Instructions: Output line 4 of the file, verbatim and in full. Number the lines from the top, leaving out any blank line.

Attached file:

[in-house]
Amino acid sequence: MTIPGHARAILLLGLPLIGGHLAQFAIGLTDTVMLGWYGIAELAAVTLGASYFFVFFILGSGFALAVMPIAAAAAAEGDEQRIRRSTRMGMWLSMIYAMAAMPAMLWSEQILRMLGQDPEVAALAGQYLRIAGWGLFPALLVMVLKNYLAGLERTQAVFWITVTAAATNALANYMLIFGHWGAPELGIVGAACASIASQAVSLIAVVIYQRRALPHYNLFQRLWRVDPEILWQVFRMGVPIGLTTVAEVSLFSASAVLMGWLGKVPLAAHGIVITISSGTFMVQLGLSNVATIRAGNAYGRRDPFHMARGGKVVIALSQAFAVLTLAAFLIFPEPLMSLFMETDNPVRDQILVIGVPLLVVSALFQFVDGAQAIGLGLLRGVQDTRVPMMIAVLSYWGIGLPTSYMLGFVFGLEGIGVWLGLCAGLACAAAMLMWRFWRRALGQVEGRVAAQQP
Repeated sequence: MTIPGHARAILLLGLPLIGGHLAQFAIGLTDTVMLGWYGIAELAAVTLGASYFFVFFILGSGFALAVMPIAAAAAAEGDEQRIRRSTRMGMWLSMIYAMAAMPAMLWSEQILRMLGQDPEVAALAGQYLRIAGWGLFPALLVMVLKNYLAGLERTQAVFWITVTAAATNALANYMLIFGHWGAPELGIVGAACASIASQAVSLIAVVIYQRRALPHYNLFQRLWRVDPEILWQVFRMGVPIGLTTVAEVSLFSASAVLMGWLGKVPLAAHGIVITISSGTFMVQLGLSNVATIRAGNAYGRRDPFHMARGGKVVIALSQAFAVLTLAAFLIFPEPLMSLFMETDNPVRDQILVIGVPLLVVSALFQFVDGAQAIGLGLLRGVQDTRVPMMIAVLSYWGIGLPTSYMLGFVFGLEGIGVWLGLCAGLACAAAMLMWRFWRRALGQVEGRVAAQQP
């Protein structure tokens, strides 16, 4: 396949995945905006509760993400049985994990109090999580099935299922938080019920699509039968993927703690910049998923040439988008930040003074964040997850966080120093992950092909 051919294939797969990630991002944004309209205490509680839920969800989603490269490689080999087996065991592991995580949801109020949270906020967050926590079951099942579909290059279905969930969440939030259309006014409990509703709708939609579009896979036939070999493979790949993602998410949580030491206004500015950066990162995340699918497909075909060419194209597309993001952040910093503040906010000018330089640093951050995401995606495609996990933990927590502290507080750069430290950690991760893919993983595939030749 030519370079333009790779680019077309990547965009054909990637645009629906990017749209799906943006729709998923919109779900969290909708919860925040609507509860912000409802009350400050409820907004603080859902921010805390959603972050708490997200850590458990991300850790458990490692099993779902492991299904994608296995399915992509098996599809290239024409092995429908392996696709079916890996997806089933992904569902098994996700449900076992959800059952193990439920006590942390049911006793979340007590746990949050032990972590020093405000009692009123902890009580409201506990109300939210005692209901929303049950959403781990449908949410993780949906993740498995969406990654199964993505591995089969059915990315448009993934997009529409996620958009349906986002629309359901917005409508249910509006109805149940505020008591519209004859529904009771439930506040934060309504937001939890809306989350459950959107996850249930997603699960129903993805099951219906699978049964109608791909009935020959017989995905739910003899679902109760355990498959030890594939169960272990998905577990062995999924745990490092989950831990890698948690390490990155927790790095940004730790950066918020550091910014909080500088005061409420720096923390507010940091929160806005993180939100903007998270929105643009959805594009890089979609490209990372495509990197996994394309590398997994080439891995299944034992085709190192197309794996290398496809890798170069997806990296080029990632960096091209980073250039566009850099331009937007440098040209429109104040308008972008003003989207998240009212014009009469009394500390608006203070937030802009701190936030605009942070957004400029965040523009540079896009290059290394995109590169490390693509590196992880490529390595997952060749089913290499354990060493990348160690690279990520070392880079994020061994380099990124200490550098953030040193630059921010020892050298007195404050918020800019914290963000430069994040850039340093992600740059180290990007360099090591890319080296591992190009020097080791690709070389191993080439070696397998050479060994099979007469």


């Protein structure tokens, strides 16, 4: 396949995945905006509760993400049985994990109090999580099935299922938080019920699509039968993927703690910049998923040439988008930040003074964040997850966080120093992950092909 051919294939797969990630991002944004309209205490509680839920969800989603490269490689080999087996065991592991995580949801109020949270906020967050926590079951099942579909290059279905969930969440939030259309006014409990509703709708939609579009896979036939070999493979790949993602998410949580030491206004500015950066990162995340699918497909075909060419194209597309993001952040910093503040906010000018330089640093951050995401995606495609996990933990927590502290507080750069430290950690991760893919993983595939030749 030519370079333009790779680019077309990547965009054909990637645009629906990017749209799906943006729709998923919109779900969290909708919860925040609507509860912000409802009350400050409820907004603080859902921010805390959603972050708490997200850590458990991300850790458990490692099993779902492991299904994608296995399915992509098996599809290239024409092995429908392996696709079916890996997806089933992904569902098994996700449900076992959800059952193990439920006590942390049911006793979340007590746990949050032990972590020093405000009692009123902890009580409201506990109300939210005692209901929303049950959403781990449908949410993780949906993740498995969406990654199964993505591995089969059915990315448009993934997009529409996620958009349906986002629309359901917005409508249910509006109805149940505020008591519209004859529904009771439930506040934060309504937001939890809306989350459950959107996850249930997603699960129903993805099951219906699978049964109608791909009935020959017989995905739910003899679902109760355990498959030890594939169960272990998905577990062995999924745990490092989950831990890698948690390490990155927790790095940004730790950066918020550091910014909080500088005061409420720096923390507010940091929160806005993180939100903007998270929105643009959805594009890089979609490209990372495509990197996994394309590398997994080439891995299944034992085709190192197309794996290398496809890798170069997806990296080029990632960096091209980073250039566009850099331009937007440098040209429109104040308008972008003003989207998240009212014009009469009394500390608006203070937030802009701190936030605009942070957004400029965040523009540079896009290059290394995109590169490390693509590196992880490529390595997952060749089913290499354990060493990348160690690279990520070392880079994020061994380099990124200490550098953030040193630059921010020892050298007195404050918020800019914290963000430069994040850039340093992600740059180290990007360099090591890319080296591992190009020097080791690709070389191993080439070696397998050479060994099979007469």